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# DATA ANALYSIS

DATA ANALYSIS. Module Code: CA660 Lecture Block 5. ESTIMATION /H.T. Rationale, Other Features &amp; Alternatives. Estimator validity – how good? Basis statistical properties (variance, bias, distributional etc.)

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## DATA ANALYSIS

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1. DATA ANALYSIS Module Code: CA660 Lecture Block 5

2. ESTIMATION /H.T. Rationale, Other Features & Alternatives • Estimator validity– how good? • Basisstatistical properties (variance, bias, distributional etc.) • Bias where is the point estimate,  the true parameter. Bias can be positive, negative or zero. • Permits calculation of other properties, e.g. • where this quantity and variance of estimator are the same if estimator is unbiased. • Obtained by both analytical and“bootstrap methods” • Similarly, for continuous variables • or for b bootstrap replications,

3. Estimation/H.T. Rationale etc. - contd. • For any,estimator , even unbiased,there is a difference between estimator and true parameter = sampling error • Hence the need for probability statements around • C.L. for estimator = (T1 , T2), similarly to before and  the confidence coefficient. If the estimator is unbiased, in other words,  = P{that true parameter falls into the interval}. • In general, confidence intervals can be determined using parametricand non-parametric approaches, where parametric construction needs a pivotal quantity= variable which is a function of parameter and data, but whose distribution does not depend on the parameter.

4. Related issues in Hypothesis Testing -POWER of the TEST • Probability of False Positiveand False Negativeerrors • e.g.false positive if linkage between two genes declared, when really independent • Hypothesis Test Result • Fact Accept H0Reject H0 • H0 True1- False positive • = Type I error = • H0 False False negative Power of the Test • =Type II error= = 1-  • Power of the TestorStatistical Power=probability of rejecting H0when correct to do so. (Related strictly to alternative hypothesis and )

5. Example on Type II Error and Power • Suppose have a variable, with known population S.D. = 3.6. From the population, a r.s. size n=100, used to test at =0.05, that • critical values of C.I for a 2-sided test are: • for =0.05 where for , i = upper or lower and 0  under H0 • So substituting our values gives: • But, if H0false,  is not17.5, but some other value …e.g. 16.5 say ??

6. Example contd. • Want new distributionwith mean  = 16.5, i.e. new distribution isshifted w.r.t. the old. • Thus the probability of the Type II error - failingtoreject false H0is the area under the curve in the new distribution which overlaps thenon-rejectionregion specified under H0 • So, this is • Thus, probability of taking the appropriate action(rejectingH0 when this is false) is 0.791 = Power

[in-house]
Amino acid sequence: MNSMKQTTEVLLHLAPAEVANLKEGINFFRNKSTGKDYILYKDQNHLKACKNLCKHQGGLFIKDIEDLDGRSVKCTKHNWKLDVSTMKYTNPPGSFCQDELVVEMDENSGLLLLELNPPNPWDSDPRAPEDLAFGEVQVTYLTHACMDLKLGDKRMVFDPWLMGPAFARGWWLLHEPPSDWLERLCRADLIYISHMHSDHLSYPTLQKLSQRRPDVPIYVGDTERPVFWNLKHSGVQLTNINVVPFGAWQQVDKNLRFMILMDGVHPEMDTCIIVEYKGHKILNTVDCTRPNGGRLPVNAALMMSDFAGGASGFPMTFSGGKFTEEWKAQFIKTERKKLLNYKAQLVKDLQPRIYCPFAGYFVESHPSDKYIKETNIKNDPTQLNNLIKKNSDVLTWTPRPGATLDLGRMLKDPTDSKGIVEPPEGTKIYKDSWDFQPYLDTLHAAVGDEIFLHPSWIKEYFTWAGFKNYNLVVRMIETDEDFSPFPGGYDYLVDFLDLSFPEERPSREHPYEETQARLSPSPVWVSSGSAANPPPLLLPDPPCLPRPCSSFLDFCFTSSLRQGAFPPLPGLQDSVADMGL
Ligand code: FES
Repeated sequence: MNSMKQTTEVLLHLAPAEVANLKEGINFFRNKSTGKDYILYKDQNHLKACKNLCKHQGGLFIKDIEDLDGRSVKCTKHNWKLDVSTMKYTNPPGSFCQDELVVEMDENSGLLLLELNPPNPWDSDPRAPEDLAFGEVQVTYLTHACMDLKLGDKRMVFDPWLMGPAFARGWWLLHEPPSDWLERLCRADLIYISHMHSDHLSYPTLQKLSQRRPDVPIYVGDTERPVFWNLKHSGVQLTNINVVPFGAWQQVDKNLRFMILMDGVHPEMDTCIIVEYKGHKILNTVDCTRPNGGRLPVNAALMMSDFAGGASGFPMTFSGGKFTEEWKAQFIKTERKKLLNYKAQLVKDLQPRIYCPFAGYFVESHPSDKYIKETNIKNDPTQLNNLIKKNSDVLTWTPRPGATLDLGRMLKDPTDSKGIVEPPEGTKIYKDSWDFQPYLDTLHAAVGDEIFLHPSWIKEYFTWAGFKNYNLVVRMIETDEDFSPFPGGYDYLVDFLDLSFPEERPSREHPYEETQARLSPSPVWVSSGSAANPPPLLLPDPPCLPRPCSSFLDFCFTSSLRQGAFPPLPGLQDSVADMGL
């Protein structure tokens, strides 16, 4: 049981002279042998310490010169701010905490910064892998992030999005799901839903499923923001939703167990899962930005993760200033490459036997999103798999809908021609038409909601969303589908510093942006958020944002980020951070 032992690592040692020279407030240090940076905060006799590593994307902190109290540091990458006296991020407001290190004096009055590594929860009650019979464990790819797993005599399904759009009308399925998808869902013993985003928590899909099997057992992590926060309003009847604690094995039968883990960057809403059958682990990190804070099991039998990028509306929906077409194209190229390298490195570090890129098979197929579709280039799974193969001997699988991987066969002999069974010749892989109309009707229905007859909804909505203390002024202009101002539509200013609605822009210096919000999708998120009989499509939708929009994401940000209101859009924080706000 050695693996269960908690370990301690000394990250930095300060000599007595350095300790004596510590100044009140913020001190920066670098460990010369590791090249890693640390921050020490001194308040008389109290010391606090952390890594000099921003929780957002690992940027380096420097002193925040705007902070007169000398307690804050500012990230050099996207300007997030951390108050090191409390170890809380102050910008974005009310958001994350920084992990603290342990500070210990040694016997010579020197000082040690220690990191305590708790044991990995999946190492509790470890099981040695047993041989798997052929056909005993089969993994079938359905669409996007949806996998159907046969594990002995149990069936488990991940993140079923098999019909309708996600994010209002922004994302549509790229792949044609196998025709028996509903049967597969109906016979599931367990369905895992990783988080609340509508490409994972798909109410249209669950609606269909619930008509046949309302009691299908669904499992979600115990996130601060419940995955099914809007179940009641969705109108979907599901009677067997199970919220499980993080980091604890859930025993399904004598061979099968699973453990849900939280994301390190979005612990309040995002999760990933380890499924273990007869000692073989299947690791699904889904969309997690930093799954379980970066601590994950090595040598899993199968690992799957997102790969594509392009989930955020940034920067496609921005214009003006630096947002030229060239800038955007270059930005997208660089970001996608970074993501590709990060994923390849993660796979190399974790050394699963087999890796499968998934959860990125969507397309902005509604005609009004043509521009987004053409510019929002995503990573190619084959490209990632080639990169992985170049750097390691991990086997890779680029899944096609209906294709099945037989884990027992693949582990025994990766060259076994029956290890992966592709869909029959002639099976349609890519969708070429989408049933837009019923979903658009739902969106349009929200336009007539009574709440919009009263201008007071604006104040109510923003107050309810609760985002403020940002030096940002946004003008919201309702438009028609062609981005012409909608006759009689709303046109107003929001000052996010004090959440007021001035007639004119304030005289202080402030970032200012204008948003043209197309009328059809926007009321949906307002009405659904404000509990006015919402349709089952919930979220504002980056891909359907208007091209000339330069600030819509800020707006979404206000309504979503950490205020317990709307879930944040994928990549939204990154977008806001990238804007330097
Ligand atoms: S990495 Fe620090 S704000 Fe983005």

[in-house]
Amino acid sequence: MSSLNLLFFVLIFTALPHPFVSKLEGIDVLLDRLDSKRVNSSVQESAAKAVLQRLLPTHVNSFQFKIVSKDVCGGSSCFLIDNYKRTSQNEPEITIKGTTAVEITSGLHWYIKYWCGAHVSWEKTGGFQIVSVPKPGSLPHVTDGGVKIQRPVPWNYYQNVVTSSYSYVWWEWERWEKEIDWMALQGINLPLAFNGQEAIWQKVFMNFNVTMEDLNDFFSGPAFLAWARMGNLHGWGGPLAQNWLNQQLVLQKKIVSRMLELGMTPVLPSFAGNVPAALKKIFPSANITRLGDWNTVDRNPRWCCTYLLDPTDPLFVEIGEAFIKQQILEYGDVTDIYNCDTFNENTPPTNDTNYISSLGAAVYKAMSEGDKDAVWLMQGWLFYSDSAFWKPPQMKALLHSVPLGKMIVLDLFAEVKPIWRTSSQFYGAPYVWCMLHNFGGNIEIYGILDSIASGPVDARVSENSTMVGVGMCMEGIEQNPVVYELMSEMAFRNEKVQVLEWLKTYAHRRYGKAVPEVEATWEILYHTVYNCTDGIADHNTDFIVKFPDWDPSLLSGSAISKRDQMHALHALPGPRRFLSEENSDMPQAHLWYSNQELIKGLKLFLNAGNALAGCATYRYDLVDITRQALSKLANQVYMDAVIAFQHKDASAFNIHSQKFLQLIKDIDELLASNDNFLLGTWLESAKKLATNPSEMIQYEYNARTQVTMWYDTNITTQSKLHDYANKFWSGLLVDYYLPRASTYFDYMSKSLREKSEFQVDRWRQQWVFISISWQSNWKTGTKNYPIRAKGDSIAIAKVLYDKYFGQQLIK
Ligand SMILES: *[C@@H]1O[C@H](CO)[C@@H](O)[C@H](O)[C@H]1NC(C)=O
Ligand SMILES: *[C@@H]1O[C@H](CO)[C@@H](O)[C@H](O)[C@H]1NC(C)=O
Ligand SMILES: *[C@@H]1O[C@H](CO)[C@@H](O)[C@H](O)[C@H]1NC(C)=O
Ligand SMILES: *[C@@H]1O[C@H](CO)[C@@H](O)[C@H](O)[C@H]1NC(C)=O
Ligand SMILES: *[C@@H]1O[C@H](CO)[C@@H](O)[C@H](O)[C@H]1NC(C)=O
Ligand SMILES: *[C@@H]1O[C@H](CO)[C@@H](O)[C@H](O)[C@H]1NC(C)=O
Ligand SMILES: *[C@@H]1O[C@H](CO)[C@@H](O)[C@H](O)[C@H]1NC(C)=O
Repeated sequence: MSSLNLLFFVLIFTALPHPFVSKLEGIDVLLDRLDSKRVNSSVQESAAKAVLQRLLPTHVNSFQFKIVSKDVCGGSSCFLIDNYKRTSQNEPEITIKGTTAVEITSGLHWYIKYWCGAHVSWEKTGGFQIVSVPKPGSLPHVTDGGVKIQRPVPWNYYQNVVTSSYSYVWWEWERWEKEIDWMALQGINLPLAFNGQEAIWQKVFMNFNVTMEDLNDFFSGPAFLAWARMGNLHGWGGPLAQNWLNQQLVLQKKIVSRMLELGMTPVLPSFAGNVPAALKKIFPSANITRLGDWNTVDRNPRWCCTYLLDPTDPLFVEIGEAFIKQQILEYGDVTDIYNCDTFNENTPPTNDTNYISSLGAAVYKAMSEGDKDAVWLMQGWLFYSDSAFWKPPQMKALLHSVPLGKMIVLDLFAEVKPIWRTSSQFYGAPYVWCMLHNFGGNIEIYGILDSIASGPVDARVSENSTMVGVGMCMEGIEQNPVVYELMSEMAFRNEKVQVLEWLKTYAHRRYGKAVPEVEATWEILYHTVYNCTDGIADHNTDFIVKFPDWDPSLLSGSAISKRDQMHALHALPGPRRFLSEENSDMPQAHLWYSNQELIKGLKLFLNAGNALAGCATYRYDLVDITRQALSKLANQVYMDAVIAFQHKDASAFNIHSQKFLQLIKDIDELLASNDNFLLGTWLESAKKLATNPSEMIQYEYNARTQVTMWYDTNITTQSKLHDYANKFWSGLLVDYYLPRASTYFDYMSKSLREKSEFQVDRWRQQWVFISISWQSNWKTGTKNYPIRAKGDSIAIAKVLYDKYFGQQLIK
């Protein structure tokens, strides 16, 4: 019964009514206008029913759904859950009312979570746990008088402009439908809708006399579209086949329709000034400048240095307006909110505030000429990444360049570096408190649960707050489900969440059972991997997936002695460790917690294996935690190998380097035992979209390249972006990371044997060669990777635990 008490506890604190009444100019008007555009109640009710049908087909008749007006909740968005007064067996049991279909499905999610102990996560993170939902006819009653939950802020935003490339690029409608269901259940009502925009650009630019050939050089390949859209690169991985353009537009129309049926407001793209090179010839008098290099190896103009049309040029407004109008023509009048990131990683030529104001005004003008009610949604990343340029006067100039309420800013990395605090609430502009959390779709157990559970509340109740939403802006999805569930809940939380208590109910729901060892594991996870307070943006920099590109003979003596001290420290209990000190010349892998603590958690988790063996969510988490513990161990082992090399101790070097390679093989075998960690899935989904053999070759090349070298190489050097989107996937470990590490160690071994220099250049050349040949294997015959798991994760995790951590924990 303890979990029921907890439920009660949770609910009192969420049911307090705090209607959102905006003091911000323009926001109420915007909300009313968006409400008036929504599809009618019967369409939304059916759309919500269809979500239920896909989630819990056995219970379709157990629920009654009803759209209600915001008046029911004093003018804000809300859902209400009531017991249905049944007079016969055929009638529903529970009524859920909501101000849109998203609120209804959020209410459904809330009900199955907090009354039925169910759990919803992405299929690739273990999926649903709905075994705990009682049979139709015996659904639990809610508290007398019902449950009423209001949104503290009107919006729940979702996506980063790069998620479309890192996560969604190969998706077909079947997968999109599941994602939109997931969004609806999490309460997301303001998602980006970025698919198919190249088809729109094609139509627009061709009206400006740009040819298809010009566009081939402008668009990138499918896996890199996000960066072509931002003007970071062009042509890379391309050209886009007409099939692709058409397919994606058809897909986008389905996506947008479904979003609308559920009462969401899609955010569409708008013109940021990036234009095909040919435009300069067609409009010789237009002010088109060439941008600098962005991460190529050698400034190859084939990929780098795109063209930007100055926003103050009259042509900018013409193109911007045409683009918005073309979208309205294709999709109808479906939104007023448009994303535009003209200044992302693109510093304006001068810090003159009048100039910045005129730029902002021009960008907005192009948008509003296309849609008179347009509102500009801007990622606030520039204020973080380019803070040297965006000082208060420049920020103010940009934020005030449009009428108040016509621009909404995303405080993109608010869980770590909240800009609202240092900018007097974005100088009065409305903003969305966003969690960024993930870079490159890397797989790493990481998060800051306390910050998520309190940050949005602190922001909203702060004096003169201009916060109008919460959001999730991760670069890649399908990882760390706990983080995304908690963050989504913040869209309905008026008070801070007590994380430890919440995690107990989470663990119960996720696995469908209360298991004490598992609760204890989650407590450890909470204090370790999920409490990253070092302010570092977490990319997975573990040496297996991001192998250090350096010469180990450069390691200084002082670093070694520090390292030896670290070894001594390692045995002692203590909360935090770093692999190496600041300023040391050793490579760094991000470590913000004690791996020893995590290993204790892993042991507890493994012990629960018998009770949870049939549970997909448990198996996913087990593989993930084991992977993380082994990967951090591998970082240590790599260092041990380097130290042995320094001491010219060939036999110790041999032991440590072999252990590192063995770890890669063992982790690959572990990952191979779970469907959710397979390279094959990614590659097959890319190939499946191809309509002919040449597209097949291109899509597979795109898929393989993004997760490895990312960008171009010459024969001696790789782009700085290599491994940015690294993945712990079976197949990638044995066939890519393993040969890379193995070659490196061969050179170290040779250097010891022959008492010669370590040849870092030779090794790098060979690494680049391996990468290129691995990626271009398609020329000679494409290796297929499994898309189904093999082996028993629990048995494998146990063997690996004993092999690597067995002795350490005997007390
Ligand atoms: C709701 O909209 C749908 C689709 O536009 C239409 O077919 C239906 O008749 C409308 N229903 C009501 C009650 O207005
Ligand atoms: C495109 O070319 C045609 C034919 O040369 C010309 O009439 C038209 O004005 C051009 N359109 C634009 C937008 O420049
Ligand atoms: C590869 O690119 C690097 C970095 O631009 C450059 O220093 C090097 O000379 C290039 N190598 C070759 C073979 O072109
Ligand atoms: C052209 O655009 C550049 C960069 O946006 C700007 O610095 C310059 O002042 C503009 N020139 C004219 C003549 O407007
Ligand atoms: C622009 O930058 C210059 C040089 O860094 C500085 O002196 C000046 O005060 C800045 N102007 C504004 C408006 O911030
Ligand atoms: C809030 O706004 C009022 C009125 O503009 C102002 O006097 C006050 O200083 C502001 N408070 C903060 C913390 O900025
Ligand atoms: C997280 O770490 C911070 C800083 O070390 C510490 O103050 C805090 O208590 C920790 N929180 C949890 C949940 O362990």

7. Shifting the distributions Non-Rejection region Rejection region /2 Rejection region /2 16.79 17.5 18.21 16.5 

8. Example contd. Power under alternative  for given  • Possible values of  1- • under H1for H0 false • 16.0 0.0143 0.9857 • 16.5 0.2090 0.7910 • 17.0 0.7190 0.2810 • 18.0 0.7190 0.2810 • 18.5 0.2090 0.7910 • 19.0 0.0143 0.9857 • Balancing and :  tends to be largec.f.  unless original hypothesis way off. So decision based on a rejectedH0more conclusive than one based on H0not rejected, as probability of being wrong is larger in the latter case.

9. SAMPLE SIZE DETERMINATION • Example: Suppose wanted to design a genetic mapping experiment, or comparative product survey. Conventional experimental design - ANOVA), genetic marker type (or product type) and sample sizeconsidered. • Questions might include: • What is the statistical powerto detect linkage for certain progeny size? (or common ‘shared’ consumer preferences, say) • What is the precision of estimated R.F. (or grouped preferences) when sample size is N? • Sample size needed for specificStatistical Power • Sample size needed for specific Confidence Interval

10. Sample size - calculation based on C.I. For some parameter , Normal approximation approach valid, C.I. are U =standardized normal deviate (S.N.D.) and range is from lower to upper limits, i.e. for 95% limits is just a precision measurement for the estimator Given a true parameter  , So manipulation gives:

11. Sample size - calculation based on Power (firstly, what affects power)? • Suppose  = 0.05,  =3.5, n=100, testing H0: 0=25 when true  =24; assume H1 : 1 < 25. Sample mean found = 24.45. • One-tailedtest (U = 1.645) : shift small, lower limit of original distribution virtually coincides with actual sample value • Under H1Power = 0.50+0.39 = 0.89; correct decision 89% of time • Note:Two-sided testat  = 0.05 gives critical values, under H0 given by • : equivalently UL= + 0.89, Uu = 4.82 for H1 • In general: substitute for limits & then recalculate for new  = 1 • So, P{do not rejectH0: =25 when true mean =24} = 0.1867 =  (Type II) • Thus, Power= 1 - 0.1867 = 0.8133